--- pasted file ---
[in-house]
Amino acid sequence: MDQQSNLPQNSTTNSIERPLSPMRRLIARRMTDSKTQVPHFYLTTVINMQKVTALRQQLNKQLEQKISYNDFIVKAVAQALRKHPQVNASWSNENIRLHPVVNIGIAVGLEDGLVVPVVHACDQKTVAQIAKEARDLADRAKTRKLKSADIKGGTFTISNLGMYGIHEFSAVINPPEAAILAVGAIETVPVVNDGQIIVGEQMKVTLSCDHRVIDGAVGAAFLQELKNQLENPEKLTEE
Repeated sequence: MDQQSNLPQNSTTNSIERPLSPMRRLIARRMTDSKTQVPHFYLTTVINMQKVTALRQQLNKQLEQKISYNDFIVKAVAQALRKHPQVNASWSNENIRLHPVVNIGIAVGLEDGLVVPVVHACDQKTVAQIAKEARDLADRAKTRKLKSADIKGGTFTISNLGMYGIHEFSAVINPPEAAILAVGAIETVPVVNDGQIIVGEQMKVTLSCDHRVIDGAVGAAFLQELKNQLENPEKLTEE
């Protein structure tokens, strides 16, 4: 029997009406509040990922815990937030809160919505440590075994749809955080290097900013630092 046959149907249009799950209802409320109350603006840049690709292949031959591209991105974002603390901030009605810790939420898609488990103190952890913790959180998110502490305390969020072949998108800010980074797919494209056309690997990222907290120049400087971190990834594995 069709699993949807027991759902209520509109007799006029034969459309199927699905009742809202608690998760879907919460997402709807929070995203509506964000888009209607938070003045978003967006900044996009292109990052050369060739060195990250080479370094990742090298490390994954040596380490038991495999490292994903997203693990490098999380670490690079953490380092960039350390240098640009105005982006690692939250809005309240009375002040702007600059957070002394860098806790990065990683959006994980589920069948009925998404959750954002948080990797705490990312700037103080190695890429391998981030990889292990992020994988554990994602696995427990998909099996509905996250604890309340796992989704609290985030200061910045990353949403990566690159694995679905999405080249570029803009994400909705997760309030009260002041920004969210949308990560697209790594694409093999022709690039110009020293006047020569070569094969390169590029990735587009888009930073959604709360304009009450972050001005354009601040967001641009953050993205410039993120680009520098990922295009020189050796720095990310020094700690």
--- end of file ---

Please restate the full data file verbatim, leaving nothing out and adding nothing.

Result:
[in-house]
Amino acid sequence: MDQQSNLPQNSTTNSIERPLSPMRRLIARRMTDSKTQVPHFYLTTVINMQKVTALRQQLNKQLEQKISYNDFIVKAVAQALRKHPQVNASWSNENIRLHPVVNIGIAVGLEDGLVVPVVHACDQKTVAQIAKEARDLADRAKTRKLKSADIKGGTFTISNLGMYGIHEFSAVINPPEAAILAVGAIETVPVVNDGQIIVGEQMKVTLSCDHRVIDGAVGAAFLQELKNQLENPEKLTEE
Repeated sequence: MDQQSNLPQNSTTNSIERPLSPMRRLIARRMTDSKTQVPHFYLTTVINMQKVTALRQQLNKQLEQKISYNDFIVKAVAQALRKHPQVNASWSNENIRLHPVVNIGIAVGLEDGLVVPVVHACDQKTVAQIAKEARDLADRAKTRKLKSADIKGGTFTISNLGMYGIHEFSAVINPPEAAILAVGAIETVPVVNDGQIIVGEQMKVTLSCDHRVIDGAVGAAFLQELKNQLENPEKLTEE
């Protein structure tokens, strides 16, 4: 029997009406509040990922815990937030809160919505440590075994749809955080290097900013630092 046959149907249009799950209802409320109350603006840049690709292949031959591209991105974002603390901030009605810790939420898609488990103190952890913790959180998110502490305390969020072949998108800010980074797919494209056309690997990222907290120049400087971190990834594995 069709699993949807027991759902209520509109007799006029034969459309199927699905009742809202608690998760879907919460997402709807929070995203509506964000888009209607938070003045978003967006900044996009292109990052050369060739060195990250080479370094990742090298490390994954040596380490038991495999490292994903997203693990490098999380670490690079953490380092960039350390240098640009105005982006690692939250809005309240009375002040702007600059957070002394860098806790990065990683959006994980589920069948009925998404959750954002948080990797705490990312700037103080190695890429391998981030990889292990992020994988554990994602696995427990998909099996509905996250604890309340796992989704609290985030200061910045990353949403990566690159694995679905999405080249570029803009994400909705997760309030009260002041920004969210949308990560697209790594694409093999022709690039110009020293006047020569070569094969390169590029990735587009888009930073959604709360304009009450972050001005354009601040967001641009953050993205410039993120680009520098990922295009020189050796720095990310020094700690």